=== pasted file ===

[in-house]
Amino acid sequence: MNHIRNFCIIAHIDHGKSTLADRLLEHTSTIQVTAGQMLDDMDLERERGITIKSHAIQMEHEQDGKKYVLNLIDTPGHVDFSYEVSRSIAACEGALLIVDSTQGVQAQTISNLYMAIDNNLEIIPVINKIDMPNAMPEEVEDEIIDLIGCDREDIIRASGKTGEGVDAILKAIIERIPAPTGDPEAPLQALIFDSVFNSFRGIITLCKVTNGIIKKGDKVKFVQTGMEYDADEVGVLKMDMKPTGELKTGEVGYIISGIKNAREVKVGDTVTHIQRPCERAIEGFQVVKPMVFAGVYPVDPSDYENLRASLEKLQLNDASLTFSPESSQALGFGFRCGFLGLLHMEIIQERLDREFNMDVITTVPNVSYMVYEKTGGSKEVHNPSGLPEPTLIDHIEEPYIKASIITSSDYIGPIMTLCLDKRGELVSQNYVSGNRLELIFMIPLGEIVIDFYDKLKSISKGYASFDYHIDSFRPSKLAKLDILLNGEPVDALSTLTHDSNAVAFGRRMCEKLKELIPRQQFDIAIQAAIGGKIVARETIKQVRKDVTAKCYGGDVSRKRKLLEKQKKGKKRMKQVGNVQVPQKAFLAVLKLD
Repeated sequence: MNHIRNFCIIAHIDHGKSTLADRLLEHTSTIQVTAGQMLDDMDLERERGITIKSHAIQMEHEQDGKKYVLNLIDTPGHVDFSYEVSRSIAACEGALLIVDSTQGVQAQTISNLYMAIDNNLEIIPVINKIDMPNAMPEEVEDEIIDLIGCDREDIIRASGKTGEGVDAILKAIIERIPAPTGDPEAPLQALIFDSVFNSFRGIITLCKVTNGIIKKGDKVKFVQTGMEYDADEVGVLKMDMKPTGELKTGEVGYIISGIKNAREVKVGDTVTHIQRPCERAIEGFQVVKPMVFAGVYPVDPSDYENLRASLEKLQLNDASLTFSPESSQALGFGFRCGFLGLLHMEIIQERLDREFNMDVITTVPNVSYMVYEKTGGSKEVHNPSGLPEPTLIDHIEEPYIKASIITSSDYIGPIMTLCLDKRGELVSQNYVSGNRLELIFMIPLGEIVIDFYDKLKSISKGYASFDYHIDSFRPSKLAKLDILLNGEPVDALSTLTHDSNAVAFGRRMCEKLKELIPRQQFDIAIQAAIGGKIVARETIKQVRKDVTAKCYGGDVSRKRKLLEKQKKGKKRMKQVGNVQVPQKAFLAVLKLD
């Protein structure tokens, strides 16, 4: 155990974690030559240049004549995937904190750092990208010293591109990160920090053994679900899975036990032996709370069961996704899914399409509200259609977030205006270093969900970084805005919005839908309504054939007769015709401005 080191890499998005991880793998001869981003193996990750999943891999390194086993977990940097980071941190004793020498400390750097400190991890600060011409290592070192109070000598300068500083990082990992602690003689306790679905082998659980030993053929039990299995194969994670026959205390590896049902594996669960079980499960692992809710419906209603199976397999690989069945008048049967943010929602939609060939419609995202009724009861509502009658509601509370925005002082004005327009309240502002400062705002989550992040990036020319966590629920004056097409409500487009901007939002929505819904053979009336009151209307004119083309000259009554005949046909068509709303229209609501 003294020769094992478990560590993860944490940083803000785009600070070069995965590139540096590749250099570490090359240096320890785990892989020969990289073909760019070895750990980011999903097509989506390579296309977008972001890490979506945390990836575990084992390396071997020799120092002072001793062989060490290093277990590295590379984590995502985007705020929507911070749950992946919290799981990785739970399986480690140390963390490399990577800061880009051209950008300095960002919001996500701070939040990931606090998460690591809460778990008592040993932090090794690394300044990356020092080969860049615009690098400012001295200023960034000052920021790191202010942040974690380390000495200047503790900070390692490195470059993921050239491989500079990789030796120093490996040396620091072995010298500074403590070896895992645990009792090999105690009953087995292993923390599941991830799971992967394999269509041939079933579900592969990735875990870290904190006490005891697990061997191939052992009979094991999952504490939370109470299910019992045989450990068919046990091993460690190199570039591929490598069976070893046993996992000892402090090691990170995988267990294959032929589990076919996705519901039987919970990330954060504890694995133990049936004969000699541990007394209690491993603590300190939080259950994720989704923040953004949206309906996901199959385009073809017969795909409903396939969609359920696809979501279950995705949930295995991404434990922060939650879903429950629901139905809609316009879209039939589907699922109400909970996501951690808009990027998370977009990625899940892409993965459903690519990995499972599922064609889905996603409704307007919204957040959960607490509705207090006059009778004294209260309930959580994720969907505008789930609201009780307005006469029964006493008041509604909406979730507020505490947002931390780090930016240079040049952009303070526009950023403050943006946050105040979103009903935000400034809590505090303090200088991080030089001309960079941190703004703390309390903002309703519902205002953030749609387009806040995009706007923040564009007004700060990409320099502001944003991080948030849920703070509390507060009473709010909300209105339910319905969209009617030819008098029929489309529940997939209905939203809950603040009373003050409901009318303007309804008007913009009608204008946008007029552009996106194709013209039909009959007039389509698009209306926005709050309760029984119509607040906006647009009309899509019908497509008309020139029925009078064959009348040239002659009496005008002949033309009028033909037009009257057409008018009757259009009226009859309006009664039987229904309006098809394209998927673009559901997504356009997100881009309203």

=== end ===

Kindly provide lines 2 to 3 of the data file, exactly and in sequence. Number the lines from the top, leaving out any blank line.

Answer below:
Amino acid sequence: MNHIRNFCIIAHIDHGKSTLADRLLEHTSTIQVTAGQMLDDMDLERERGITIKSHAIQMEHEQDGKKYVLNLIDTPGHVDFSYEVSRSIAACEGALLIVDSTQGVQAQTISNLYMAIDNNLEIIPVINKIDMPNAMPEEVEDEIIDLIGCDREDIIRASGKTGEGVDAILKAIIERIPAPTGDPEAPLQALIFDSVFNSFRGIITLCKVTNGIIKKGDKVKFVQTGMEYDADEVGVLKMDMKPTGELKTGEVGYIISGIKNAREVKVGDTVTHIQRPCERAIEGFQVVKPMVFAGVYPVDPSDYENLRASLEKLQLNDASLTFSPESSQALGFGFRCGFLGLLHMEIIQERLDREFNMDVITTVPNVSYMVYEKTGGSKEVHNPSGLPEPTLIDHIEEPYIKASIITSSDYIGPIMTLCLDKRGELVSQNYVSGNRLELIFMIPLGEIVIDFYDKLKSISKGYASFDYHIDSFRPSKLAKLDILLNGEPVDALSTLTHDSNAVAFGRRMCEKLKELIPRQQFDIAIQAAIGGKIVARETIKQVRKDVTAKCYGGDVSRKRKLLEKQKKGKKRMKQVGNVQVPQKAFLAVLKLD
Repeated sequence: MNHIRNFCIIAHIDHGKSTLADRLLEHTSTIQVTAGQMLDDMDLERERGITIKSHAIQMEHEQDGKKYVLNLIDTPGHVDFSYEVSRSIAACEGALLIVDSTQGVQAQTISNLYMAIDNNLEIIPVINKIDMPNAMPEEVEDEIIDLIGCDREDIIRASGKTGEGVDAILKAIIERIPAPTGDPEAPLQALIFDSVFNSFRGIITLCKVTNGIIKKGDKVKFVQTGMEYDADEVGVLKMDMKPTGELKTGEVGYIISGIKNAREVKVGDTVTHIQRPCERAIEGFQVVKPMVFAGVYPVDPSDYENLRASLEKLQLNDASLTFSPESSQALGFGFRCGFLGLLHMEIIQERLDREFNMDVITTVPNVSYMVYEKTGGSKEVHNPSGLPEPTLIDHIEEPYIKASIITSSDYIGPIMTLCLDKRGELVSQNYVSGNRLELIFMIPLGEIVIDFYDKLKSISKGYASFDYHIDSFRPSKLAKLDILLNGEPVDALSTLTHDSNAVAFGRRMCEKLKELIPRQQFDIAIQAAIGGKIVARETIKQVRKDVTAKCYGGDVSRKRKLLEKQKKGKKRMKQVGNVQVPQKAFLAVLKLD